Bryan Dyer deploys some sophisticated critical tools to establish the “context of situation” for the book of Hebrews in his Suffering in the Face of Death. He uses the “semantic domain theory” reflected in the Louw-Nida Lexicon to identify the variety of language the writer uses to describe suffering and death and to identify key passages where clusters of these terms appear.
This is backed up by the work of M.A.K. Halliday, whose “systemic functional linguistics” starts from the assumption that “language is a system of choices and meaning potential in which users convey meaning within a social context” (55). In Halliday’s words, “all language is language in use, in a context of situation, and all of it relates to the situation” (55). Dyer uses Halliday’s theory to establish the connection between the text of Hebrews and its social context, so that he can infer the historical situation from the language (61).
Finally, Dyer uses a modified, careful form of “mirror reading,” the effort to reconstruct a conversation from one side of the conversation (e.g., trying to reconstruct the debate at Galatians when we only have Paul’s side of the debate). He follows John Barclay and Nijay Gupta in setting out various criteria for establishing the plausibility of a mirror reading.
All this heavy artillery may seem to be targeted on an obvious point – suffering and death are important topics in the letter to the Hebrews. But Dyer’s methodological care pays off, as his approach yields some important results for understanding the letter.
For instance: Some have read Hebrews as a cross-centered letter, with scant attention to the resurrection (cf. David Moffitt, Atonement and the Logic of Resurrection in the Epistle to the Hebrews). Dyer shows that “God’s power over death” is a recurring theme in the book (108). He also shows the recurring link between suffering and sonship. Jesus learned (mathein) obedience by suffering (pathein), and so do His “brothers,” who are themselves sons of God (109; the rhyming wordplay is a trope of ancient Greek [p. 170] – one of the most delightful discoveries in the book!). Readers of Hebrews will know that Jesus the Son suffered, and that the Father demonstrates our sonship by discipline; Dyer highlights the inner connection between those realities (obvious, once pointed out, but not obvious in reading the letter).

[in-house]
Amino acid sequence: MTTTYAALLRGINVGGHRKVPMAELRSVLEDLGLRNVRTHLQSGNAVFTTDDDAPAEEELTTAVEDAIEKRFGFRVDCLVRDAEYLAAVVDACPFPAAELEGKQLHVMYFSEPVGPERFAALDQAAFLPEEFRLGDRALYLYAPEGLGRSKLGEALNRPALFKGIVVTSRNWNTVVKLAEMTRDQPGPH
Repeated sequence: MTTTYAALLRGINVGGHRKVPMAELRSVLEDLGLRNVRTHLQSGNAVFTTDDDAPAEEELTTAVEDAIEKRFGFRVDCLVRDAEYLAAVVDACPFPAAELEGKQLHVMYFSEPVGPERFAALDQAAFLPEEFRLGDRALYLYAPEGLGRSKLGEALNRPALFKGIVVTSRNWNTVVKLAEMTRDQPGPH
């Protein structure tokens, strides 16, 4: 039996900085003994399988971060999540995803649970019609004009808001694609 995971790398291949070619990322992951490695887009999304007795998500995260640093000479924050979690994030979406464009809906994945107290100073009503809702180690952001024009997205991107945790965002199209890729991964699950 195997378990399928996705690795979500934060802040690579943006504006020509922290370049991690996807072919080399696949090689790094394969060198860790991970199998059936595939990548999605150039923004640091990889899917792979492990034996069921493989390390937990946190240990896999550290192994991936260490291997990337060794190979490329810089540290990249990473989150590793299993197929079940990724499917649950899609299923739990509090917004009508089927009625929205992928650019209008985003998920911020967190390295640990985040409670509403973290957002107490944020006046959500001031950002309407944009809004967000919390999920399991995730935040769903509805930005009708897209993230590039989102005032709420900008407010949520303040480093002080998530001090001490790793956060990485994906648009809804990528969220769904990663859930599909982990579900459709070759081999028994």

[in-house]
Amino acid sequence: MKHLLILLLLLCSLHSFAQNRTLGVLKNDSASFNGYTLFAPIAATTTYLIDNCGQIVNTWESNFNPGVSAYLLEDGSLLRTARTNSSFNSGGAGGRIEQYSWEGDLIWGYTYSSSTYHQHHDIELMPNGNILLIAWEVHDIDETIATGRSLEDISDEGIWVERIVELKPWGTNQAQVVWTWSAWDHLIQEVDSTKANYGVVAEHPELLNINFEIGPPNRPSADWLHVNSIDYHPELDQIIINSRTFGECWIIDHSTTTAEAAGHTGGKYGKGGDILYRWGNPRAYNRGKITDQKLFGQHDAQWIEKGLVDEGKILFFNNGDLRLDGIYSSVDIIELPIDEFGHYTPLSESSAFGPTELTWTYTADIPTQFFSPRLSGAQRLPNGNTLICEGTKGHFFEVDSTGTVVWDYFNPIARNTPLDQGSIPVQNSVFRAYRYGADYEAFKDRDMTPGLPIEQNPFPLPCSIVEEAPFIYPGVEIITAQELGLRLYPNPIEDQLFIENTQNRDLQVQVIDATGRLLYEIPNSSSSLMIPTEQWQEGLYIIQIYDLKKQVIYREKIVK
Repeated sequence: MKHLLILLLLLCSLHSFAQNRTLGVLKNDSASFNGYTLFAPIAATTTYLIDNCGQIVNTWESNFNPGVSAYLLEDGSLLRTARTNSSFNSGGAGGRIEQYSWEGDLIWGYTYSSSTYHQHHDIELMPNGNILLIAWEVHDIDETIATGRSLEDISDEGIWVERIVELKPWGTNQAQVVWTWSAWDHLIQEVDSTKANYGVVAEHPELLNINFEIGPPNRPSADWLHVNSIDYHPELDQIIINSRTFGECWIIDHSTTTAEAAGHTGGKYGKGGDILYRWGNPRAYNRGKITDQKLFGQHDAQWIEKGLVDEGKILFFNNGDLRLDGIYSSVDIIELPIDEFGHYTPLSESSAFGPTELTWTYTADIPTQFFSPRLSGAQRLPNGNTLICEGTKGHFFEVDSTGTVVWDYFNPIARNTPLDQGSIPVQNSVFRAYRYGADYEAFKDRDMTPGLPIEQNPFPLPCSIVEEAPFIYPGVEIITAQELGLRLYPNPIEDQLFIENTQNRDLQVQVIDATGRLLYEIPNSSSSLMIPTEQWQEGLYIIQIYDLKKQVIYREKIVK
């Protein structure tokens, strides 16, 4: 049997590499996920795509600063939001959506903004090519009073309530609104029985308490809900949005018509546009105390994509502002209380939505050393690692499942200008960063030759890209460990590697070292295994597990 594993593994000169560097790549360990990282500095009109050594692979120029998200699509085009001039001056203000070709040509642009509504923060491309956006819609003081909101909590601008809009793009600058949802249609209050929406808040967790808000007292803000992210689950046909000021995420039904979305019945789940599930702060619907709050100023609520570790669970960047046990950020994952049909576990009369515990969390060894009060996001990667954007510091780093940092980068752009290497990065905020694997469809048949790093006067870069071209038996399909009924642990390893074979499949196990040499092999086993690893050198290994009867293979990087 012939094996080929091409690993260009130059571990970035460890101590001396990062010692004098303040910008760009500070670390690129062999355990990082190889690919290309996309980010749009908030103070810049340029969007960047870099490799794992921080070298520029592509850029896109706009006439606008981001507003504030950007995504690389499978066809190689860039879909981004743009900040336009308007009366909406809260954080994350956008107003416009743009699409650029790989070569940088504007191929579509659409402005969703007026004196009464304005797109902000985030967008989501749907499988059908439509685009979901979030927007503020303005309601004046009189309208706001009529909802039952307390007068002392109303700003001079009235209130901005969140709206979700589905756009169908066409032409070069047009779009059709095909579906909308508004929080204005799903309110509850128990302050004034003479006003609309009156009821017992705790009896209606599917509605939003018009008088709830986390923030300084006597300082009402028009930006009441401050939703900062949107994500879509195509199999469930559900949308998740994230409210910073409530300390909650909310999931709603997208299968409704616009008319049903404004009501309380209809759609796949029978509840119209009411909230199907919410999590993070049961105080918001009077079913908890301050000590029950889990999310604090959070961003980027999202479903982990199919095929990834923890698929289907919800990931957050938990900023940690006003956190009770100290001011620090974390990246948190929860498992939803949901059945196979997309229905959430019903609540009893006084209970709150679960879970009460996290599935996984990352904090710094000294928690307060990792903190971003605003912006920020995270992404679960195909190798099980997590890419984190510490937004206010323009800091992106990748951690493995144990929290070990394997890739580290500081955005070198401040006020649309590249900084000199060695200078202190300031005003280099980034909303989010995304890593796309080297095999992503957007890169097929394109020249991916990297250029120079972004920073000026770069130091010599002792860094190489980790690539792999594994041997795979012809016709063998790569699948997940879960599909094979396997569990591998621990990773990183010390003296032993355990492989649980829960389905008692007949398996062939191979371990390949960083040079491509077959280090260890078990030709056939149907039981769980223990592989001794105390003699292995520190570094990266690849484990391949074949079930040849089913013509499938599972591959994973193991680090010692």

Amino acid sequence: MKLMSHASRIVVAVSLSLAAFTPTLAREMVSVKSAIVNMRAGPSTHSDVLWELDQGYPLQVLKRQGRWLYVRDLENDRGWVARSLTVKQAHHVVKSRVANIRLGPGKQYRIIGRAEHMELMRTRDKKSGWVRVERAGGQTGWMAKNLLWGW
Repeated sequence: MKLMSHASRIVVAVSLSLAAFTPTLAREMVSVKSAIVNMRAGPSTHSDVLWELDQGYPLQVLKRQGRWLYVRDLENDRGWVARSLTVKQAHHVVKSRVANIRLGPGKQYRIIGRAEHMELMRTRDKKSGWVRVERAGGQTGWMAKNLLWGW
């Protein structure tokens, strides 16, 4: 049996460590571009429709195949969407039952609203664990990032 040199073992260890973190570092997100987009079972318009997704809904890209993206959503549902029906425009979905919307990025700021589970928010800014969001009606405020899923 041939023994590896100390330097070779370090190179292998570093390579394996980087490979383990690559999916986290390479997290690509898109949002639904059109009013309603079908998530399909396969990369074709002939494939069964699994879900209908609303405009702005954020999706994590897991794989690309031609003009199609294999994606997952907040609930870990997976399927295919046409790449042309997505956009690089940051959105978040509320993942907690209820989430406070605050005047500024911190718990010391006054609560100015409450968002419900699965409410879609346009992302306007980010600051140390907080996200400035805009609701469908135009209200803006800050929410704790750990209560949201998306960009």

One of Dyer’s tests is whether or not he can show how the topics of suffering and death cohere with the rest of the letter. Hebrews 11 is not simply a “hall of faith,” but a series of exempla of faithfulness in suffering and the face of death. He notes that 11:25 informs us that Moses chose to “suffer together” with Israel, a and links this to the vocation of the audience of the letter to be “partners” in suffering (10:33) and to share the suffering of those in prison (10:34); the readers are to remember their imprisoned brothers as if they were in prison with them (155). They are, in short, to mimic the faith of Moses, which foreshadows the faith of Jesus.
Jesus’ faithfulness in suffering is, of course, the main exemplum, and Dyer suggests that this is one reason the writer emphasizes Jesus’ humanity (173). Yes, but perhaps we can push this further: Jesus is the Son in whom the Father has spoken in these last days; He is the final self-revelation of God Himself, and so Jesus’ human suffering directs attention to the God of Israel, who is willing to enter the world of death for us.
Another example of coherence: Dyer suggests that the exhortations to honor and follow leaders (ch. 13) has a specific force: As the leaders have been faithful under duress, so the members of the church should be. Chapter 13 isn’t dangling off at the end of the letter, but is neatly integrated into it.
I’d suggest that we can be more specific about the setting. Hebrews is written during the “apostasy” that Jesus warned about in the Olivet Discourse, an apostasy driven by the threat of death and imprisonment. Hebrews itself is a sign of the impending end of the age.